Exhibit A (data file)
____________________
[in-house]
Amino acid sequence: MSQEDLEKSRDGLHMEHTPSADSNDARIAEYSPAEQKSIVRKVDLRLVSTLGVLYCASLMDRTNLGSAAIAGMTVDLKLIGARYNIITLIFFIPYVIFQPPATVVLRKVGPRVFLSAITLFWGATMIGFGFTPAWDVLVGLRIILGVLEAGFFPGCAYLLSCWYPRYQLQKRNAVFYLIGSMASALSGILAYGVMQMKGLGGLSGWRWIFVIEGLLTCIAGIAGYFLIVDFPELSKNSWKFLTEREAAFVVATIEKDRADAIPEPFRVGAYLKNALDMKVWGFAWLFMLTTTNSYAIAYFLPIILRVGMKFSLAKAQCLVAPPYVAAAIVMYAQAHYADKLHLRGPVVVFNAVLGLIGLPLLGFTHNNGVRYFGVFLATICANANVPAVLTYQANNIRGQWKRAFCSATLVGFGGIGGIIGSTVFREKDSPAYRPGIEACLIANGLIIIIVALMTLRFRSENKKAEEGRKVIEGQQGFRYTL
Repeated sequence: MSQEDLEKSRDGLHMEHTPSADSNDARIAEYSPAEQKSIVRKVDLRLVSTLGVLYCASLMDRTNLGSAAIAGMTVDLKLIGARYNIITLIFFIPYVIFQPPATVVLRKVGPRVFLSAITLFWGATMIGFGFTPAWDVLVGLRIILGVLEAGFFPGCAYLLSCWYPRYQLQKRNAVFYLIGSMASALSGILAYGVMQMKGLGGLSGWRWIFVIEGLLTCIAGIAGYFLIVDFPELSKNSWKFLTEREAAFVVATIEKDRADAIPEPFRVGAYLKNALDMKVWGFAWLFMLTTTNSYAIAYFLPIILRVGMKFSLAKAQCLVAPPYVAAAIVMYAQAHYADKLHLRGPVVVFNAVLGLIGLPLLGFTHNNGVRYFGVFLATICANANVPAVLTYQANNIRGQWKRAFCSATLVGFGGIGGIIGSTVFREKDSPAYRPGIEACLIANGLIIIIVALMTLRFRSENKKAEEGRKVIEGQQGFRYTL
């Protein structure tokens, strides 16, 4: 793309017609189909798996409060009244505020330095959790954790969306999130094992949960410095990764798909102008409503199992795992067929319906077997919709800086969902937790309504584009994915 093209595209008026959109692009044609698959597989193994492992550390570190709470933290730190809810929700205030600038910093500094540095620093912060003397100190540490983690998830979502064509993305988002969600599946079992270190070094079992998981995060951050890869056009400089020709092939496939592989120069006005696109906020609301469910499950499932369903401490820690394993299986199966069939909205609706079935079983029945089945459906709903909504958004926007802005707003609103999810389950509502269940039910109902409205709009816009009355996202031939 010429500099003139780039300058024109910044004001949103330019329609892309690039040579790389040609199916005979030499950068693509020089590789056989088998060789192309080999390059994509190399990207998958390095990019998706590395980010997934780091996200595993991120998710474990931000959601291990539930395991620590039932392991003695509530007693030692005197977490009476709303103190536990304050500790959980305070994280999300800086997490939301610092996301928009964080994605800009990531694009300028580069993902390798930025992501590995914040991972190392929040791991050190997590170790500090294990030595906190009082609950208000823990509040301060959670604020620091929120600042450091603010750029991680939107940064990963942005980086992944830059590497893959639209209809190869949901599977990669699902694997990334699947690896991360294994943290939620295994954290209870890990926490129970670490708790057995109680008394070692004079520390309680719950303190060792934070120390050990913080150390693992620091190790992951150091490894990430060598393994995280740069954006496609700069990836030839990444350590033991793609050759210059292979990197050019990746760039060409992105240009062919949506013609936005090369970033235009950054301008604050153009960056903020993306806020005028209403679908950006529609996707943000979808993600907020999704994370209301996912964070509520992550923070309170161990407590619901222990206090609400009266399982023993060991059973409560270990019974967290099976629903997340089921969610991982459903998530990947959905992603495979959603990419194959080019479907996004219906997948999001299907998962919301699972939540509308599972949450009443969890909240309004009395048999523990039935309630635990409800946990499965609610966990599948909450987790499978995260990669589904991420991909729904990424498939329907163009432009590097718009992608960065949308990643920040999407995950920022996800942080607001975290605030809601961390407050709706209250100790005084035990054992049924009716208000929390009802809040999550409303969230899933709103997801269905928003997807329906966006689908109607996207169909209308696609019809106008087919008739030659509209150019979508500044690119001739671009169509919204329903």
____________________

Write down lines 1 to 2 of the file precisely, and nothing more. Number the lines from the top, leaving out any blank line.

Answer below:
[in-house]
Amino acid sequence: MSQEDLEKSRDGLHMEHTPSADSNDARIAEYSPAEQKSIVRKVDLRLVSTLGVLYCASLMDRTNLGSAAIAGMTVDLKLIGARYNIITLIFFIPYVIFQPPATVVLRKVGPRVFLSAITLFWGATMIGFGFTPAWDVLVGLRIILGVLEAGFFPGCAYLLSCWYPRYQLQKRNAVFYLIGSMASALSGILAYGVMQMKGLGGLSGWRWIFVIEGLLTCIAGIAGYFLIVDFPELSKNSWKFLTEREAAFVVATIEKDRADAIPEPFRVGAYLKNALDMKVWGFAWLFMLTTTNSYAIAYFLPIILRVGMKFSLAKAQCLVAPPYVAAAIVMYAQAHYADKLHLRGPVVVFNAVLGLIGLPLLGFTHNNGVRYFGVFLATICANANVPAVLTYQANNIRGQWKRAFCSATLVGFGGIGGIIGSTVFREKDSPAYRPGIEACLIANGLIIIIVALMTLRFRSENKKAEEGRKVIEGQQGFRYTL